Considerations for raising irrigated wheat
Irrigation scheduling recommendations and disease management guidelines for wheat.
Installation of irrigation systems has increased over the past decade, putting more acres under irrigation than we have ever had in the past. Typically, winter wheat is not irrigated in Michigan because we get more than enough rainfall each year. Winter wheat needs 18-20 inches of water to reach physiological maturity. In Michigan, we typically get 26-35 inches of rainfall annually (12.5 inches March through June) depending on location within the state. Wheat takes up the most water from jointing through grain fill.
As of May 20, 2021, 76.8% of Michigan was in category D1 Moderate Drought. Due do the dryness and the fact that the wheat crop has entered highest water use stages, several growers that have irrigation have asked about irrigating wheat. Usually there is no need to irrigate wheat except on loamy sand and sandy loam soils. Therefore, most wheat growers don’t have experience with how to irrigate wheat.
Irrigation scheduling is the term given to deciding how much and when to apply irrigation water. The over-arching principle in irrigation scheduling is to replace the water used by the plant for evaporation and transpiration (evapotranspiration or ET). The ET rate for crops is established by raising plants in a container of known volume on scales called weighing lysimeters that record reduction in the weight of the soil in the root zone as the crop uses water and as rainfall or irrigation increases the soil root zone weight.
The maximum water use by wheat and most small grains is 0.19 inches of water per day at flowering for a 75 degree Fahrenheit average temperature day (0.25 inches of water for an 85 F average temperature day). This means that a 1-inch irrigation or rainfall event would last a little more than five days during this critical period.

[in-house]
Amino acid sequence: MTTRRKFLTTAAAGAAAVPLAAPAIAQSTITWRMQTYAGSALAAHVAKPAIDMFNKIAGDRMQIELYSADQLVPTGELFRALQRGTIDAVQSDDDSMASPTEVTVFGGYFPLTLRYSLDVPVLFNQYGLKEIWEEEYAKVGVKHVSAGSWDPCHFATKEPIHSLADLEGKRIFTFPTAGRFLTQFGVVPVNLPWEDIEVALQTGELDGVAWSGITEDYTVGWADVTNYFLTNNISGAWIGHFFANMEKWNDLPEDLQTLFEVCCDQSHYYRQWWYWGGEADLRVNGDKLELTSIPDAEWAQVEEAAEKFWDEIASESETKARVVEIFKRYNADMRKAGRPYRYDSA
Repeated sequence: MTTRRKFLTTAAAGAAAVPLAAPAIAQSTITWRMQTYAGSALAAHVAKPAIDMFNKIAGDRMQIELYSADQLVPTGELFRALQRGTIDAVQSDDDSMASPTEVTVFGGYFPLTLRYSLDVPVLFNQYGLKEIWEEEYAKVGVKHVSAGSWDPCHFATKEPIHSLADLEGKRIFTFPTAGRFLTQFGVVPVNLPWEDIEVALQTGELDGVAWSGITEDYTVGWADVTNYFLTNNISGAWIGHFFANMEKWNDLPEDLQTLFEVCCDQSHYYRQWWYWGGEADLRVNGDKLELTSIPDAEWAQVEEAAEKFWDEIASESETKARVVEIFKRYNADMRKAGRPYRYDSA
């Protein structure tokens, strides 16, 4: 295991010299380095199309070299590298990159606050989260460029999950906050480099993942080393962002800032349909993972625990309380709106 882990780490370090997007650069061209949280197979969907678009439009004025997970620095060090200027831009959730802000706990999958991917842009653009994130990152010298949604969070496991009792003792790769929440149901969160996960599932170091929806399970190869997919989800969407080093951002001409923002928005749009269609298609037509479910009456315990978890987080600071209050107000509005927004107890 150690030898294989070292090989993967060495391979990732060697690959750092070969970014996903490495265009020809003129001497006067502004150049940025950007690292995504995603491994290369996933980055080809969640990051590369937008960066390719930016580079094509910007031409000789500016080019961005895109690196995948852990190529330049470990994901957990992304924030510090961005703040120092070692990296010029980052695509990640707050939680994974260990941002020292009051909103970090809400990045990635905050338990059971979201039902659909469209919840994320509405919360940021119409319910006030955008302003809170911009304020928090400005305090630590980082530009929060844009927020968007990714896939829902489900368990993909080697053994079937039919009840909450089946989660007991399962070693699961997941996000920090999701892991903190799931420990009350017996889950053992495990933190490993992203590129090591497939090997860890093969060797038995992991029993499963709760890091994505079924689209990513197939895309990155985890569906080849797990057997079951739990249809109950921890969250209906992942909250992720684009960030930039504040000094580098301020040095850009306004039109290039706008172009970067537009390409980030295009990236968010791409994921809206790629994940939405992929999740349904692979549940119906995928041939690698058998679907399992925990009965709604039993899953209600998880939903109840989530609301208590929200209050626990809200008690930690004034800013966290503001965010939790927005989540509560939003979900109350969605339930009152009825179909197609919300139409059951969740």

The accompanying chart shows how wheat ET increases, peaks and declines as the crop matures and how crop water use increases as average daily temperatures increase.
While there may be lower incidences of leaf diseases and fusarium head blight (scab) in irrigated wheat in dry years, unanticipated rainfall following irrigation can lead to more disease challenges. Most of the fungal pathogens that impact wheat thrive when extended periods of leaf wetness or soil saturation occur. The most critical time for fusarium head blight infection is during flowering (Feekes growth stage 10.5.1), which, unfortunately, occurs during the period of the highest crop water usage.
Research sponsored by the Delaware Crop Improvement Association conducted from 2013-2016 showed that irrigation increased yields by 7-14% in three of the four years. There were only slight differences between the various irrigation strategies. However, researchers discovered a significant trend; adequate soil moisture levels must be maintained before flower and at levels high enough to support the crop through flowering and early grain fill.
If possible, develop an irrigation plan that will provide adequate soil moisture but avoid applying water two weeks prior and two weeks after flowering. This may be especially important if your irrigation system has the tendency to over-apply water to portions of the field, as may be the case with some cornering arm systems. These areas are usually confined to small arcs in the field but can provide valuable locations to scout for the detection of wheat disease problems.
If you must irrigate during the two-week periods prior to and after wheat flowering in order to meet water demands, scout regularly for diseases because applying irrigation water can increase the potential for leaf diseases. Be prepared to apply fungicides if wetter conditions occur following irrigation, particularly during flowering. There are excellent resources available on controlling wheat leaf diseases and fusarium head blight at the Michigan State University Extension Wheat Disease webpage.
There are several paper and computer systems available to help irrigators schedule irrigation applications. These tools are “checkbook type systems” that view the water in the soil root zone as your checking account. Rainfall or irrigation serve as deposits in your account and evapotranspiration is considered a withdrawal. Overviews of irrigation scheduling tools that are available in the Michigan area are available at the MSU Extension Irrigation website.